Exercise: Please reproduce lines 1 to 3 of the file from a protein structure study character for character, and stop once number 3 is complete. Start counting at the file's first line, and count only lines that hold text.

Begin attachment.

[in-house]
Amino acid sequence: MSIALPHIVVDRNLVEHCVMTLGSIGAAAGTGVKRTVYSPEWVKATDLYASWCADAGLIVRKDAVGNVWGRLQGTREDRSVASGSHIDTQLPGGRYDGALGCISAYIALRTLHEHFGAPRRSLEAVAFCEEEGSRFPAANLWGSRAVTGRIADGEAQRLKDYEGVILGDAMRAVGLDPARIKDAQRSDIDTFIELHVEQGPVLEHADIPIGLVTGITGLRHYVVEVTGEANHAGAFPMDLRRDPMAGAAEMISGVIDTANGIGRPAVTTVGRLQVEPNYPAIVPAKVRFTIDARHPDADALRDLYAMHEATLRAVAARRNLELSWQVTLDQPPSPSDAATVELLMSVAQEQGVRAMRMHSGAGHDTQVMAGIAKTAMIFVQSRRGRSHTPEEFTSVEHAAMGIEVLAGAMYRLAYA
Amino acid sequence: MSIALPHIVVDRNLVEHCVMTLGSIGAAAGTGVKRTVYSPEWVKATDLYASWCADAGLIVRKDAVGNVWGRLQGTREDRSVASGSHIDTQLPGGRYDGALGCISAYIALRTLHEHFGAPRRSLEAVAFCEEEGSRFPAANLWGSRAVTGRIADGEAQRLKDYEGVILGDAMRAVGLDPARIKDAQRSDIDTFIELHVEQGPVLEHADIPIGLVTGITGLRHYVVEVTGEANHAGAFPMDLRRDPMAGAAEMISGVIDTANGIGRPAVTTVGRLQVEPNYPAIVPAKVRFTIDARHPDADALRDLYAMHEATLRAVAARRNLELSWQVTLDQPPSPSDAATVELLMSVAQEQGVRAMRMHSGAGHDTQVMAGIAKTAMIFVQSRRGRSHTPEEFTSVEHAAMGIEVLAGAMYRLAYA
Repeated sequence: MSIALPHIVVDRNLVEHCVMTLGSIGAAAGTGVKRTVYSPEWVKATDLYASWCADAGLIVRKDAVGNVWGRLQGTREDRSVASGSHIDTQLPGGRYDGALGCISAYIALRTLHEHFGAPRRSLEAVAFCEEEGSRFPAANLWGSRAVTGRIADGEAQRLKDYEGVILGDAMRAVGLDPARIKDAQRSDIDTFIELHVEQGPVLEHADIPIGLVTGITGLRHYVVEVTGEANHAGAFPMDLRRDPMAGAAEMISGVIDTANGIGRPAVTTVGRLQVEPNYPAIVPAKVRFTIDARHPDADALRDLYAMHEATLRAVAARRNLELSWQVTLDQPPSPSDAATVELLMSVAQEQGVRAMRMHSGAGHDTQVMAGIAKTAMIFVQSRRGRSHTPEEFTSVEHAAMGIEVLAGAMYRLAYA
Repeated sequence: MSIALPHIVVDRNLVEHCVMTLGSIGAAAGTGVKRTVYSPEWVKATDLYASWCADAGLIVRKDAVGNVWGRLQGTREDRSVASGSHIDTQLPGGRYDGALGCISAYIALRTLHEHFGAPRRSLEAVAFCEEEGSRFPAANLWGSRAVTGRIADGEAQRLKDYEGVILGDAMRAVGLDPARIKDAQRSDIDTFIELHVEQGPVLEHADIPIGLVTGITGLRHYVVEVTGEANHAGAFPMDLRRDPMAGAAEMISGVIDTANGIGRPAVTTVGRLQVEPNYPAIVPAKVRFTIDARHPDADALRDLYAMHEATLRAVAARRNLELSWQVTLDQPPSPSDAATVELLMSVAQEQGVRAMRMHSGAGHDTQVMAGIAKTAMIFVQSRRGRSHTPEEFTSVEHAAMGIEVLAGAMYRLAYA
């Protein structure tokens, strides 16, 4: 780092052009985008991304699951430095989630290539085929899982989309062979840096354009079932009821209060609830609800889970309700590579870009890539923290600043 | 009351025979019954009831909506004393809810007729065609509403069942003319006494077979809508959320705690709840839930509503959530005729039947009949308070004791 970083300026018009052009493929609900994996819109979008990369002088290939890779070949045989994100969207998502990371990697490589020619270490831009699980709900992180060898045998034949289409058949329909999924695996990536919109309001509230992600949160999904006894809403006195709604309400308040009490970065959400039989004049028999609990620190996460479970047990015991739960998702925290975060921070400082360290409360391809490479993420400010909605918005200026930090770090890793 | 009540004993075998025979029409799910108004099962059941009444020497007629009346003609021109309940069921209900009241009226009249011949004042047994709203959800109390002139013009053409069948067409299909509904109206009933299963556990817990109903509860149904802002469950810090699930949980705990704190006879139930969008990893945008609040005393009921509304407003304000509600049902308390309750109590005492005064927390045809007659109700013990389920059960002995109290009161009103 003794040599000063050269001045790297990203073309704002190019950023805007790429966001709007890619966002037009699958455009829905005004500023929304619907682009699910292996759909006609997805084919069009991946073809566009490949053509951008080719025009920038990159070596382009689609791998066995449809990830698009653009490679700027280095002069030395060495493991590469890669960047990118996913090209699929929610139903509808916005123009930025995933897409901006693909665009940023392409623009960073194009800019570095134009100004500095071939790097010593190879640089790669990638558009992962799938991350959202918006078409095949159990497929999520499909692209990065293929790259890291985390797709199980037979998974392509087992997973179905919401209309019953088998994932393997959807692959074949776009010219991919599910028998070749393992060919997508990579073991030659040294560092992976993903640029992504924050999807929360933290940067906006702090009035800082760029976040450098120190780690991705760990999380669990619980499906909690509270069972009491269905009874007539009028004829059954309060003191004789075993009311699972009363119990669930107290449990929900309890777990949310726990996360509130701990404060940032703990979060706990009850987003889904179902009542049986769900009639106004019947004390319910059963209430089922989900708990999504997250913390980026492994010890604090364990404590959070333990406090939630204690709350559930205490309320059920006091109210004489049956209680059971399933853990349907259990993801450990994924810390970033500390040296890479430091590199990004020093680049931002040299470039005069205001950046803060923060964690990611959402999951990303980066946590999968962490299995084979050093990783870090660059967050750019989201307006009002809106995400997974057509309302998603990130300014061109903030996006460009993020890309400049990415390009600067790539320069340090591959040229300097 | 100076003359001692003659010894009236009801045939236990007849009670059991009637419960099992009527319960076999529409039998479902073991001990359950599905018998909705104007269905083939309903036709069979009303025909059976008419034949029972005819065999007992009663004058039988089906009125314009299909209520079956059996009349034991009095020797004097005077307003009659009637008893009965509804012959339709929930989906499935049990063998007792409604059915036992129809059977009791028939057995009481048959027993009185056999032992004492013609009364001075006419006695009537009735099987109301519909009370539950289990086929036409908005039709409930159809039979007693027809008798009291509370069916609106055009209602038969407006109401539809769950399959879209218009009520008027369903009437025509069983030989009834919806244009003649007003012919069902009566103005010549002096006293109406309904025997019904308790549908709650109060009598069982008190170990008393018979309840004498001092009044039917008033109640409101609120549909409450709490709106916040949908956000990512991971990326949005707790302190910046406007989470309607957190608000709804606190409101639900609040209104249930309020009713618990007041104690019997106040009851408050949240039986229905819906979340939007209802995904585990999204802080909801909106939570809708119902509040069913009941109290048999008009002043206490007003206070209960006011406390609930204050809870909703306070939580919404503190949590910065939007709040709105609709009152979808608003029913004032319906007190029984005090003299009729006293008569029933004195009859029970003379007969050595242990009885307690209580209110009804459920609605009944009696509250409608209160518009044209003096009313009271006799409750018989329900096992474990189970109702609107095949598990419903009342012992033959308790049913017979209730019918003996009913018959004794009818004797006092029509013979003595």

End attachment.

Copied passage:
[in-house]
Amino acid sequence: MSIALPHIVVDRNLVEHCVMTLGSIGAAAGTGVKRTVYSPEWVKATDLYASWCADAGLIVRKDAVGNVWGRLQGTREDRSVASGSHIDTQLPGGRYDGALGCISAYIALRTLHEHFGAPRRSLEAVAFCEEEGSRFPAANLWGSRAVTGRIADGEAQRLKDYEGVILGDAMRAVGLDPARIKDAQRSDIDTFIELHVEQGPVLEHADIPIGLVTGITGLRHYVVEVTGEANHAGAFPMDLRRDPMAGAAEMISGVIDTANGIGRPAVTTVGRLQVEPNYPAIVPAKVRFTIDARHPDADALRDLYAMHEATLRAVAARRNLELSWQVTLDQPPSPSDAATVELLMSVAQEQGVRAMRMHSGAGHDTQVMAGIAKTAMIFVQSRRGRSHTPEEFTSVEHAAMGIEVLAGAMYRLAYA
Amino acid sequence: MSIALPHIVVDRNLVEHCVMTLGSIGAAAGTGVKRTVYSPEWVKATDLYASWCADAGLIVRKDAVGNVWGRLQGTREDRSVASGSHIDTQLPGGRYDGALGCISAYIALRTLHEHFGAPRRSLEAVAFCEEEGSRFPAANLWGSRAVTGRIADGEAQRLKDYEGVILGDAMRAVGLDPARIKDAQRSDIDTFIELHVEQGPVLEHADIPIGLVTGITGLRHYVVEVTGEANHAGAFPMDLRRDPMAGAAEMISGVIDTANGIGRPAVTTVGRLQVEPNYPAIVPAKVRFTIDARHPDADALRDLYAMHEATLRAVAARRNLELSWQVTLDQPPSPSDAATVELLMSVAQEQGVRAMRMHSGAGHDTQVMAGIAKTAMIFVQSRRGRSHTPEEFTSVEHAAMGIEVLAGAMYRLAYA